A new survey estimates that Dallas arts and culture organizations have suffered losses exceeding $95 million during the COVID-19 pandemic, including the loss of more than 1,000 jobs. The survey was conducted by the Arts Community Alliance (TACA), the Dallas Arts District, and the Dallas Area Cultural Advocacy Coalition (DACAC), and it reflects cultural operations from the beginning of the pandemic shutdown in March 2020 through November 30. Lost revenue and attendance for holiday shows and performances not included in this latest survey likely mean the impact to the local arts ecosystem is even greater.
The survey asked 70 area arts and cultural organizations to self-report how ongoing closings during the pandemic have impacted revenue, operations, and staff. The survey found that, despite the Texas reopening guidelines issued last summer, most local arts and cultural organizations have remained closed or have canceled performances.
The biggest reasons organizations gave for the continued closures and cancellations were artist and audience safety. Some organizations cited artists’ traveling concerns as well as a lack of resources to ensure that theaters and arts spaces can be made safe. Other reasons cited for cancellations include union safety restrictions and the financial insolvency of reopening with reduced audiences. “Many of our long term patrons are 65+ and have firmly stated that they are not interested in attending a live choral performance before a vaccine is widely available,” wrote one respondent.
As we wrote last week when the Dallas Opera announced that it was canceling its spring 2021 performance, arts organizations have been acutely impacted by a pandemic that has made safe social gatherings nearly impossible. Not all arts organizations, however, are built to weather this kind of storm equally.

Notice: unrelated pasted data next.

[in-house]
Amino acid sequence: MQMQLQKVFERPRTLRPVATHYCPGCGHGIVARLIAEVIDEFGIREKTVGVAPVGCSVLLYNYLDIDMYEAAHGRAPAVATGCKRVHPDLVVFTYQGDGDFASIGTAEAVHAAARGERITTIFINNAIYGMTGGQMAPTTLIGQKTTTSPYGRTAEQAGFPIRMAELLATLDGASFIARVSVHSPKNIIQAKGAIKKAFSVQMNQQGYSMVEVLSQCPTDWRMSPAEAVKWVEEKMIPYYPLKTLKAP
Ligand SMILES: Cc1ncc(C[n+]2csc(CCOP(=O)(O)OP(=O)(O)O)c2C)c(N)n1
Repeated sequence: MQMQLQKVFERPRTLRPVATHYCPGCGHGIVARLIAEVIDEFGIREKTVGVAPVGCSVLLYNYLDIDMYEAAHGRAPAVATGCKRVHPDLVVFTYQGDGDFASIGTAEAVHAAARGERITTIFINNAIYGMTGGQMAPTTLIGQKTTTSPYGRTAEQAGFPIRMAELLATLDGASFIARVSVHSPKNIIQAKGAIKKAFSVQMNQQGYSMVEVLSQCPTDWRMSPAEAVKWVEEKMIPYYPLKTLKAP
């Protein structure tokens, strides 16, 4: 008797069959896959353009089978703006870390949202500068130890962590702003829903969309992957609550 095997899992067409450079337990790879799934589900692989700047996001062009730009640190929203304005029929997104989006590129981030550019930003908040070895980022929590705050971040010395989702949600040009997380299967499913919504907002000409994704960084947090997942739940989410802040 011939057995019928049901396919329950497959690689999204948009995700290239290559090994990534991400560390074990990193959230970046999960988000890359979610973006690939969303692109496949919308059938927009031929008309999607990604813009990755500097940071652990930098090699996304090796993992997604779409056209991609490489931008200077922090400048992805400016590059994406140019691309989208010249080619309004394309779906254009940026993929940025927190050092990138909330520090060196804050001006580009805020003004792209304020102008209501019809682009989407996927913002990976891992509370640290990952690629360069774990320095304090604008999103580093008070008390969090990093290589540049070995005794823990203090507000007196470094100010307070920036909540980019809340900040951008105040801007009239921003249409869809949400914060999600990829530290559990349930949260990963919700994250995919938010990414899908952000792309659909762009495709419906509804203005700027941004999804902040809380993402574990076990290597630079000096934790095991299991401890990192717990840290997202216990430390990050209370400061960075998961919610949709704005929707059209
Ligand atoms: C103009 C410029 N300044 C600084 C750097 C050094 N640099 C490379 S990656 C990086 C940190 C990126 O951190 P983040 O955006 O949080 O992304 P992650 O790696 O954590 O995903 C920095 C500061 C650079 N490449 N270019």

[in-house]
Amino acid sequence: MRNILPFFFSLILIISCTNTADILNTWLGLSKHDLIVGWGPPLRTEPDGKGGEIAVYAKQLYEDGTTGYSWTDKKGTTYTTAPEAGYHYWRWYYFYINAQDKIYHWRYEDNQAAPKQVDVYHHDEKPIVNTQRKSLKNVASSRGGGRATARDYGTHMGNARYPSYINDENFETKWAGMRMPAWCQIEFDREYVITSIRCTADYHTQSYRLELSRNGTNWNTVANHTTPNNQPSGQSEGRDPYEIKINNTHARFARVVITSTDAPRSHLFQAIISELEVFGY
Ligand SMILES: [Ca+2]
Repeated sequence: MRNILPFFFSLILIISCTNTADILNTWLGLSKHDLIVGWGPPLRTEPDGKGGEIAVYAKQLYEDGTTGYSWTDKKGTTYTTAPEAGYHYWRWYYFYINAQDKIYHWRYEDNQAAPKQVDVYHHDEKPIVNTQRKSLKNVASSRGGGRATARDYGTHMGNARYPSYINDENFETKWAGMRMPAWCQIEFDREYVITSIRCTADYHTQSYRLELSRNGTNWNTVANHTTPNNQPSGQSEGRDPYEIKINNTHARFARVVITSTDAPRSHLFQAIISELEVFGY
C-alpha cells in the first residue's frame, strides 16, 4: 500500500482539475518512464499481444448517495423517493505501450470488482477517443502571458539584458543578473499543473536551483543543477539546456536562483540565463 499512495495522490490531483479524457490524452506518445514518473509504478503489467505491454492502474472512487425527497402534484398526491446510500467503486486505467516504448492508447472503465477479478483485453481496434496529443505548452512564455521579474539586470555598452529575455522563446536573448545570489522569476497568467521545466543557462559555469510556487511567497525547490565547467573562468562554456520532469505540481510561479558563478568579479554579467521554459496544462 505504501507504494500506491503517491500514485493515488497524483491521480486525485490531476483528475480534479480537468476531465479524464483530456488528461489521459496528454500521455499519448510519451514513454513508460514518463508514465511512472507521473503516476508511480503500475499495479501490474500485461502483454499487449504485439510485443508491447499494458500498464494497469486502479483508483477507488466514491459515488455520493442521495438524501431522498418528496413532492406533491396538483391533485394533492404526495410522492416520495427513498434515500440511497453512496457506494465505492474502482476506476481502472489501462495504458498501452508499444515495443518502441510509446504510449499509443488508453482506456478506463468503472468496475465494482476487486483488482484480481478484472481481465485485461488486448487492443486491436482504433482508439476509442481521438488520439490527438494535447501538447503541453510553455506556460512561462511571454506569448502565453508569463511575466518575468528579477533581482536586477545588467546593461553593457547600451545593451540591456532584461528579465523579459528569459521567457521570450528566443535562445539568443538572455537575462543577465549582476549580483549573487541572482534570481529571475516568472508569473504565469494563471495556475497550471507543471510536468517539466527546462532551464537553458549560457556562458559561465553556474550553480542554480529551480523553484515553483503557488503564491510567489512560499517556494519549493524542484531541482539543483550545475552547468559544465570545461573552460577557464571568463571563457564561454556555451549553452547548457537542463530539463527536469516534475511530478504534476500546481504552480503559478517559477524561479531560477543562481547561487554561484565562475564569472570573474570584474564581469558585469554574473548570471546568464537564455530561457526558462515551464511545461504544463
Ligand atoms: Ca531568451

According to survey respondents, the city of Dallas has been able to retain its current funding support for the arts, but public funds represent a relatively small piece of the pie when it comes to local arts funding. Philanthropic support has fluctuated. Arts groups reported that charitable contributions have varied widely during the pandemic, with some organizations reporting a drop or elimination in contributed revenue. Other groups reported that donations remained at normal levels or, in a few cases, increased.
Perhaps the most devastating impact has been to cultural employment, which can have a ripple effect on the broader cultural ecosystem as independent artists and performers often work for larger arts organizations. By mid-summer, 1,219 full-time or part-time employees at the 70 arts organizations surveyed had been furloughed or laid off. Only 124 employees have since been brought back on staff, while 17 organizations reported that furloughed positions have been eliminated entirely. Salary cuts have also impacted arts employees, with some organizations cutting as much as 20 or 40 percent of staff salaries.
The one silver lining in the survey are reports of all of the ways in which arts organizations have attempted to adapt to the pandemic by performing in unconventional outdoor settings or turning public windows and storefronts into gallery spaces. Sadly, this inspired activity is not enough to make up for the deep economic blow to Dallas arts and culture, which is likely to reshape this city for the foreseeable future.
“The impact of the pandemic on the arts in Dallas — financial, human and cultural — continues to be staggering,” says Terry D. Loftis, president and executive director of the arts funding organization TACA, in the release. “We’re encouraged that our organizations are resilient and finding ways to engage the community. But these losses are not sustainable and no one is expecting a return to normal anytime soon.”
The depth of the devastation depicted by the survey offers two lessons for Dallas as the city slowly moves toward coming out of the pandemic. The first is a reminder of the vital importance the arts sector plays in the economic health of the city. The second is the importance of public funding for the arts, which has proven to be a more reliable lifeline for arts groups during the dismal past year.
Here’s the full release.